Splash Of Color At Stone Spring
Author(s): AMELIA BRUST
Date: September 3, 2015
Section: News (Local)
HARRISONBURG - Students are bringing a sculpture to life at Stone Spring Elementary School this week, thanks to artist-in-residence Kevin Reese. As part of Harrisonburg City Public Schools' Any Given Child fine arts partnership with the Kennedy Center, Reese is leading the creation of mobiles for the school's cafeteria.Mobiles are hanging sculptures with objects attached to rods that balance. A common example is the type of toy that hangs above a baby's crib with objects that spin.
Work at Stone Spring started on Monday, when Reese asked third- and fourth-graders to select shapes from flags hanging around the cafeteria ceiling. Children cut shapes out of foam, which were glued to copper and steel wires.
On Wednesday, Beth Cruse's fourth-grade class painted shapes different colors, including green rhombuses and purple hearts. After the class put away their painting gear, Reese walked them through a lesson in mobile construction. This is his second project with city schools. Last year, he made a sculpture with students at Harrisonburg High School, which stands outside the building's north entrance.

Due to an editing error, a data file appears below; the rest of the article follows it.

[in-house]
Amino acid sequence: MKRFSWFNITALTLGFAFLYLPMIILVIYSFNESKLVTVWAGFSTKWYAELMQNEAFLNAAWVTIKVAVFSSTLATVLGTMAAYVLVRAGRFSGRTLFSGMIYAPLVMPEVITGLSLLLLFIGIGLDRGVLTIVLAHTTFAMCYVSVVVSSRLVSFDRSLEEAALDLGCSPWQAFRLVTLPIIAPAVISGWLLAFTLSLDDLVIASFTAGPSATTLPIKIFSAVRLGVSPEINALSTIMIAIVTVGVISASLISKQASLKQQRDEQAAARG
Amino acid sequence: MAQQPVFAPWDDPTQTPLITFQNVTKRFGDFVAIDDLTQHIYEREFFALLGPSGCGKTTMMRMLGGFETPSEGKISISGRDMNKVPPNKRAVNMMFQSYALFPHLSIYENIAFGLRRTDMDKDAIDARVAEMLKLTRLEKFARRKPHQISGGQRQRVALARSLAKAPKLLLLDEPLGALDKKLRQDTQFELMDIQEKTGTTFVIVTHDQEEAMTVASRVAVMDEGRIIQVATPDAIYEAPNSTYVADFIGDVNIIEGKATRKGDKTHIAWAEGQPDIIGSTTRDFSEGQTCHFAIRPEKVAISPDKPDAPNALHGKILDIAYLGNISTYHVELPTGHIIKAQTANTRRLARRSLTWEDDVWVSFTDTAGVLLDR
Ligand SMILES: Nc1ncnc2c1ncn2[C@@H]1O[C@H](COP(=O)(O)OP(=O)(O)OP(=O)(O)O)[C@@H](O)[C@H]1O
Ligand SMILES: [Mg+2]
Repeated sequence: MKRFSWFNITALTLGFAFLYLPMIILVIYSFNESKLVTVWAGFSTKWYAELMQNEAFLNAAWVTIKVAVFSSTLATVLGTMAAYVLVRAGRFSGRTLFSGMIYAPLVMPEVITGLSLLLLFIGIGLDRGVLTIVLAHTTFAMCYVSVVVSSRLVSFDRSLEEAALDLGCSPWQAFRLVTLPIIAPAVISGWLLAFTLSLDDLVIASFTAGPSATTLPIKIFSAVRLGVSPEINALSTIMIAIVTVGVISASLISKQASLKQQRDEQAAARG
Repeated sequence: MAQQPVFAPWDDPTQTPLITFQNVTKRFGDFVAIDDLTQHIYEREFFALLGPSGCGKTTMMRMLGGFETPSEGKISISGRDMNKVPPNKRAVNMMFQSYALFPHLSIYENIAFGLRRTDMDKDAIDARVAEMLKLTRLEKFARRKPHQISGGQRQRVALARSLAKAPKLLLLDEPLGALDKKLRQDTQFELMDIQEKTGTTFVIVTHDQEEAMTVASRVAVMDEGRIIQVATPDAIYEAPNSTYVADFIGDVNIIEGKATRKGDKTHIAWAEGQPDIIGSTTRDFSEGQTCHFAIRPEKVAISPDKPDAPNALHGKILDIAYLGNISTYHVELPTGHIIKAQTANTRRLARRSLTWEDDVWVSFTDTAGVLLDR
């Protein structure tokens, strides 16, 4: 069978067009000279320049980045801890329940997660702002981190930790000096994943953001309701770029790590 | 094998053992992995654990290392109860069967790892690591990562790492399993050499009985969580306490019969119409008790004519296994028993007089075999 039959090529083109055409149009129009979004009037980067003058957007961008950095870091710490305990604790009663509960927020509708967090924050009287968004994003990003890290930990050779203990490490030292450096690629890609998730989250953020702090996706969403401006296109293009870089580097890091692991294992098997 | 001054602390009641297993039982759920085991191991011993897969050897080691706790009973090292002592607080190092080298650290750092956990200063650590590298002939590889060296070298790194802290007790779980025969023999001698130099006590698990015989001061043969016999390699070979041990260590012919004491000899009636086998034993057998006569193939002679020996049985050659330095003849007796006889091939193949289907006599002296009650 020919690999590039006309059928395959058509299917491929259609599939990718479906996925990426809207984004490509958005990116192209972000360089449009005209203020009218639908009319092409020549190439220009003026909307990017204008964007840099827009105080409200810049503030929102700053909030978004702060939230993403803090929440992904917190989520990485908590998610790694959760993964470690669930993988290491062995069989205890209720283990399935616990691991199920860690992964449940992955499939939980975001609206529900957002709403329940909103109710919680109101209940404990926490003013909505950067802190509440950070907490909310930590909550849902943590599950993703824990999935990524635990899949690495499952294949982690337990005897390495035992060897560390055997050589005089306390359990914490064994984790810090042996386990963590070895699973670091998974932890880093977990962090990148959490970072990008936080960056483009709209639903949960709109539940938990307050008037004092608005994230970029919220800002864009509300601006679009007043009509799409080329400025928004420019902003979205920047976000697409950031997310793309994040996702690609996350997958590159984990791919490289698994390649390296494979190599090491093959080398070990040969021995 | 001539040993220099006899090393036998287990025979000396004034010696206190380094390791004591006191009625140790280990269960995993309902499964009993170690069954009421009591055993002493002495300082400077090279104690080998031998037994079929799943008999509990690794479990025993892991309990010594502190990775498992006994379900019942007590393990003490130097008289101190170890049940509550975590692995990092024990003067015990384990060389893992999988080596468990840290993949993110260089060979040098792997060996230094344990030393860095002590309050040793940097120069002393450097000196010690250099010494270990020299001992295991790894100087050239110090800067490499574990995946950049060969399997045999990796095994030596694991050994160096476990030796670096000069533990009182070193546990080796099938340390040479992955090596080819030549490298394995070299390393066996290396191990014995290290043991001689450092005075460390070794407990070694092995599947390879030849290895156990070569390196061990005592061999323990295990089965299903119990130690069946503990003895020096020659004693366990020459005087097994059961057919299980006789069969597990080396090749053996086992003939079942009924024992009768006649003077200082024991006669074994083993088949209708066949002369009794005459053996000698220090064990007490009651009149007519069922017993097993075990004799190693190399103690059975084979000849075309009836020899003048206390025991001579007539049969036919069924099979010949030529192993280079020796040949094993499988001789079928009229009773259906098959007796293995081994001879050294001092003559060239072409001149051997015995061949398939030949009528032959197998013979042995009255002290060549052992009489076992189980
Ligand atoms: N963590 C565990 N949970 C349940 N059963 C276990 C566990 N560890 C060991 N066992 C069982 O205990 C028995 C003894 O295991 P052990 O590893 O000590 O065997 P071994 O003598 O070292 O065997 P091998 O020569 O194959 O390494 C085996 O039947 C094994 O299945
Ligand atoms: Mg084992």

"All the work I do is kinetic in some way, shape or form," he said. Inspired by the mobile's originator, Alexander Calder, Reese wants his work to move in the wind. He has created over 150 school sculptures in the last 14 years. No matter the piece, he said, the most important thing is making sure students "get an extraordinary experience."
Venwar Fateh, 9, said he tried to make his own sculptures at home - out of ice - but the mobile at school should last a little longer. "It's pretty cool helping and making stuff. It's not just for you," he said while painting a pair of different shapes, connected by a wire balanced on his finger. Venwar predicted that future Stone Spring pupils will see his work on the cafeteria ceiling and say, "I want to do that."
Close to 110 students had a hand in creating the mobiles, said Kathleen Taylor, the school's assistant principal. When work is finished, Reese will have about 15 mobiles, each between 5 and 6 feet wide, to hang around the room on Friday.
Reese, a Washington, D.C.-based artist whose mobile residency project School Sculptures works nationwide, did more than design the sculpture. He showed the children how to assemble the pieces "from the bottom up" and will perform a one-man play for the school on Friday.
Contact Amelia Brust at 574-6293 or email@example.com
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